• You can add other herbs and tea leaves to the fenugreek seeds to get a different flavor. Place these ingredients along with the crushed fenugreek seeds into a tea strainer. According to your preference, you can also make tea from fenugreek seeds alone.
  • Transfer the strained tea to a small pan. Add around one cup of water for every teaspoon of seeds. Let it simmer for two to three minutes, and then let it steep for around 10 to 15 minutes.
  • You can serve your fenugreek tea either hot or cold. Depending on your tastes, you can add milk or a sweetener. Adding freshly grated nutmeg and a twist of lemon will do wonders for your carefully made fenugreek tea.

Where to Buy Fenugreek Tea

You can buy fenugreek tea from your local grocery store or supermarket. You will most likely find fenugreek tea brands stored along with other herbal teas in the herbal tea section. You can also purchase it online from major online retailers. Just be sure that the fenugreek tea you buy is made from high-quality ingredients.

The Final Word on Fenugreek Tea

Fenugreek tea is made from the seeds of the fenugreek plant, Trigonella foenum-graecum. When consumed in moderation, it has many potential health benefits, such as improving heart health, aiding digestive health, managing inflammation, relieving menstrual cramps, and helping in diabetes treatment.

Science suggests it also helps in boosting the immune system and brain function, battling aging, managing weight gain, and increasing milk supply during breastfeeding. However, in excess amounts, it may lead to several side effects such as gastrointestinal problems, lowering of blood sugar levels, uterine contractions, and allergies, especially among people allergic to the Fabaceae family of plants.

Fenugreek tea is readily available in grocery stores, supermarkets, and major online stores. It offers so many health benefits, regardless of your health status, that drinking a cup of fenugreek tea at least once a day may worth adding to your health regimen. So, when it’s tea time, try to make it fenugreek tea time!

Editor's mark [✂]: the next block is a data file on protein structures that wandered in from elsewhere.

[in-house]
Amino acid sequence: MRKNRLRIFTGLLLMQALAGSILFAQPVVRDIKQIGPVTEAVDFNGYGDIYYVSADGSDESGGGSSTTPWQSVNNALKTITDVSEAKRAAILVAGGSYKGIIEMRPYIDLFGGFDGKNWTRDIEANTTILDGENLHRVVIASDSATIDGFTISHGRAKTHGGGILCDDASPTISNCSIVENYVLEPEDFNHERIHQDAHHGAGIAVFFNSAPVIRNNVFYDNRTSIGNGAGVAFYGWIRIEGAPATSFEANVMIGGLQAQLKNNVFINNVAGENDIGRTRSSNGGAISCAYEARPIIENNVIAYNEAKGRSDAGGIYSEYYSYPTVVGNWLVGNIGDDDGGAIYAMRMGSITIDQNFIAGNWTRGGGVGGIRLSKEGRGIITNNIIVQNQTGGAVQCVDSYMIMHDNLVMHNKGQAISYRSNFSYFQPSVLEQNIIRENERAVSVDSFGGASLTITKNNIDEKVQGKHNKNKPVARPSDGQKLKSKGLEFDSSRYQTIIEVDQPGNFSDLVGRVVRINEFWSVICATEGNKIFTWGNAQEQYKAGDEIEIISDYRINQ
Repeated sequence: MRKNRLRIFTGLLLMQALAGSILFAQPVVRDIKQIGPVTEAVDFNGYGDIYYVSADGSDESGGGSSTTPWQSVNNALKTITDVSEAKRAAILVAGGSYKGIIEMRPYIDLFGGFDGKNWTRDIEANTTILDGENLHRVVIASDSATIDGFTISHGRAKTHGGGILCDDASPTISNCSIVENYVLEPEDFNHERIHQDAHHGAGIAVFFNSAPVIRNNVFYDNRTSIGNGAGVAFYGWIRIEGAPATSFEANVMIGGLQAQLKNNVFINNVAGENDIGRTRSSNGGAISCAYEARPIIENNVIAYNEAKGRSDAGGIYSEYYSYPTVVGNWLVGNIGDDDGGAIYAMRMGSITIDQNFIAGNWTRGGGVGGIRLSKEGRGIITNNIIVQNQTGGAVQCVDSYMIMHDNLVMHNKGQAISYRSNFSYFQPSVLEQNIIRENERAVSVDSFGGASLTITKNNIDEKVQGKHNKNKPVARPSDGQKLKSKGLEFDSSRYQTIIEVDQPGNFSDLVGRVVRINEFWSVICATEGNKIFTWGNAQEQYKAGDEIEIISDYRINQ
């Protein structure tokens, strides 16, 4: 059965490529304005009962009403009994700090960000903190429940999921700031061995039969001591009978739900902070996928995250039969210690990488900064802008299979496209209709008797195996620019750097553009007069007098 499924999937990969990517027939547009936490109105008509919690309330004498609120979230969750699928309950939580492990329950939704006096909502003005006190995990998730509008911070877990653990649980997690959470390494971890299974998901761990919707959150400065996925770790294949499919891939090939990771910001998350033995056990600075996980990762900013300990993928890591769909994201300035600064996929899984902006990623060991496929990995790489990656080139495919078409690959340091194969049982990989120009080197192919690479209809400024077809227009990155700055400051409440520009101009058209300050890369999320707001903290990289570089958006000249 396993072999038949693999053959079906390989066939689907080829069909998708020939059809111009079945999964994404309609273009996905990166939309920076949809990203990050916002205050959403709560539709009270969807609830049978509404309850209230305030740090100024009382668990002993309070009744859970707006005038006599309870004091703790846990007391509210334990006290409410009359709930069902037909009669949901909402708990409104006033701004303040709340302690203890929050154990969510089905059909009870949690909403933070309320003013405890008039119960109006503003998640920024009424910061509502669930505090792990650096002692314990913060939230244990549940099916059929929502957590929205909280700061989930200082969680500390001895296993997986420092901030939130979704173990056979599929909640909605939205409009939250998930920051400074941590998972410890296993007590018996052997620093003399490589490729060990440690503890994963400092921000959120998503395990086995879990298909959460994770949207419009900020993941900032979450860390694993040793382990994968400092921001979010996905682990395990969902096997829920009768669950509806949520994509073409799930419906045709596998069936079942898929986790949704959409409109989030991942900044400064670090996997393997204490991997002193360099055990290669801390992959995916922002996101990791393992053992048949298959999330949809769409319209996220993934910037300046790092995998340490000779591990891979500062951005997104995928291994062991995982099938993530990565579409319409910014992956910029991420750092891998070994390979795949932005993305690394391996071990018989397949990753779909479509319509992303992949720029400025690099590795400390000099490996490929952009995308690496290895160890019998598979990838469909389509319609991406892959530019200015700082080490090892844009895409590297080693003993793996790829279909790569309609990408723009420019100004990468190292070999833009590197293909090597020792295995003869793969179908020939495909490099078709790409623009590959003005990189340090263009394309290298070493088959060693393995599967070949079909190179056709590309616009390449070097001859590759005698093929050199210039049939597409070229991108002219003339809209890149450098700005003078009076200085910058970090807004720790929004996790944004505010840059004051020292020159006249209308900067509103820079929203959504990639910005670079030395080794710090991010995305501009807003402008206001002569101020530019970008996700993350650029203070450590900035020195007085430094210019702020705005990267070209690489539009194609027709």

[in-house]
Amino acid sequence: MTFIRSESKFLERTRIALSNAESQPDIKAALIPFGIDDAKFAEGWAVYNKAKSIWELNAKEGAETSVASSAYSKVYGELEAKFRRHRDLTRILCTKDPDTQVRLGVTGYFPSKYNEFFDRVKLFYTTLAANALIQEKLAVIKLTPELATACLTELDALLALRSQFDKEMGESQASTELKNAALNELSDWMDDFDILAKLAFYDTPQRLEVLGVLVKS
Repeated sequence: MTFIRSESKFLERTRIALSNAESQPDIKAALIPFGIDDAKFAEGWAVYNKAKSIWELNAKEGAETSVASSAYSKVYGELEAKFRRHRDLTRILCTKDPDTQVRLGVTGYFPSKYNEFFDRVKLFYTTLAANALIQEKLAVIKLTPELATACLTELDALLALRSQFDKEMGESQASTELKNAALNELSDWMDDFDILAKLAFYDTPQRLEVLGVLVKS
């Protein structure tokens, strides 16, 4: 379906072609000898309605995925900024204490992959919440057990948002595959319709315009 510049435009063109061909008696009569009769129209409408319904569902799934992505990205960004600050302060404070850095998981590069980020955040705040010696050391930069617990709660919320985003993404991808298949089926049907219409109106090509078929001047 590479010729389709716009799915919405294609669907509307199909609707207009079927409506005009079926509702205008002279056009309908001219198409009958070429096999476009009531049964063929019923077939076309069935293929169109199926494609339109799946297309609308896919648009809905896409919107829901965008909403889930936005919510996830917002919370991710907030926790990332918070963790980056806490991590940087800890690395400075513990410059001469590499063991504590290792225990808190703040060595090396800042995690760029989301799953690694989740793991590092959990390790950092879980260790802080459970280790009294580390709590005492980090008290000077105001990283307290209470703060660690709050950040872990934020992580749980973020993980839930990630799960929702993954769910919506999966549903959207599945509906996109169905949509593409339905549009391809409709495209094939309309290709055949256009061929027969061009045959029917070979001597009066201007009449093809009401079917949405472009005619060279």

Also Read:

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“Discover Why Fenugreek Tea Has Stood the Test of Time,” Mercola, May 5, 2018; https://articles.mercola.com/teas/fenugreek-tea.aspx, last accessed November 20, 2018.
“Nutrition Facts,” myfitnesspal, https://www.myfitnesspal.com/food/calories/fenugreek-tea-tea-554067478, last accessed November 20, 2018.
Petit, P. et al., “Steroid saponins from fenugreek seeds,” Steroids, Oct. 1995;60 (10): 674-680; https://doi.org/10.1016/0039-128X(95)00090-D, last accessed November 20, 2018.
Sindu, G. et al., “Anti-inflammatory and antioxidative effects of mucilage of Trigonella foenum graecum (Fenugreek) on adjuvant induced arthritic rats,” International Immunopharmacology, Jan. 2012; 12 (1): 205-211; https://doi.org/10.1016/j.intimp.2011.11.012, last accessed November 20, 2018.
Tadimalla, R., “11 Incredible Benefits Of Fenugreek Tea + How To Make It,” STYLECRAZE, June 26, 2018; https://www.stylecraze.com/articles/amazing-health-benefits-of-fenugreek-tea/#gref, last accessed November 20, 2018.
Prema, A., et al., “Fenugreek Seed Powder Nullified Aluminium Chloride Induced Memory Loss, Biochemical Changes, Aβ Burden and Apoptosis via Regulating Akt/GSK3β Signaling Pathway,” PLOS One, 2016; 11(11): e0165955; https://www.ncbi.nlm.nih.gov/pmc/articles/PMC5125597/, last accessed November 6, 2018.
Younsey, S., et al., “Effects of Fenugreek Seed on the Severity and Systemic Symptoms of Dysmenorrhea,” Journal of Reproduction & Infertility, Jan. to Mar. 2014; 15 (1): 41-48; http://www.jri.ir/article/553, last accessed November 20, 2018.
Budzynska, K., et al., “Systematic Review of Breastfeeding and Herbs,” Breastfeeding Medicine, Dec. 2012; 7(6): 489–503; https://www.ncbi.nlm.nih.gov/pmc/articles/PMC3523241/, last accessed November 20, 2018.
Ranade, M. and Mudgalkar, N., “A simple dietary addition of fenugreek seed leads to the reduction in blood glucose levels,” AYU, Jan. to June 2017; 38(1-2): 24–27; https://www.ncbi.nlm.nih.gov/pmc/articles/PMC5954247/, last accessed November 20, 2018.
Bonyata, K., “Fenugreek Seed for Increasing Milk Supply,” kellymom, May 31, 2018; https://kellymom.com/bf/can-i-breastfeed/herbs/fenugreek/, last accessed November 20, 2018.
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Bae, J. et al., “Fennel (Foeniculum vulgare) and Fenugreek (Trigonella foenum-graecum) Tea Drinking Suppresses Subjective Short-term Appetite in Overweight Women,” Clinical Nutrition Research, July 2015, 4(3):168-174; https://synapse.koreamed.org/DOIx.php?id=10.7762/cnr.2015.4.3.168, last accessed November 20, 2018.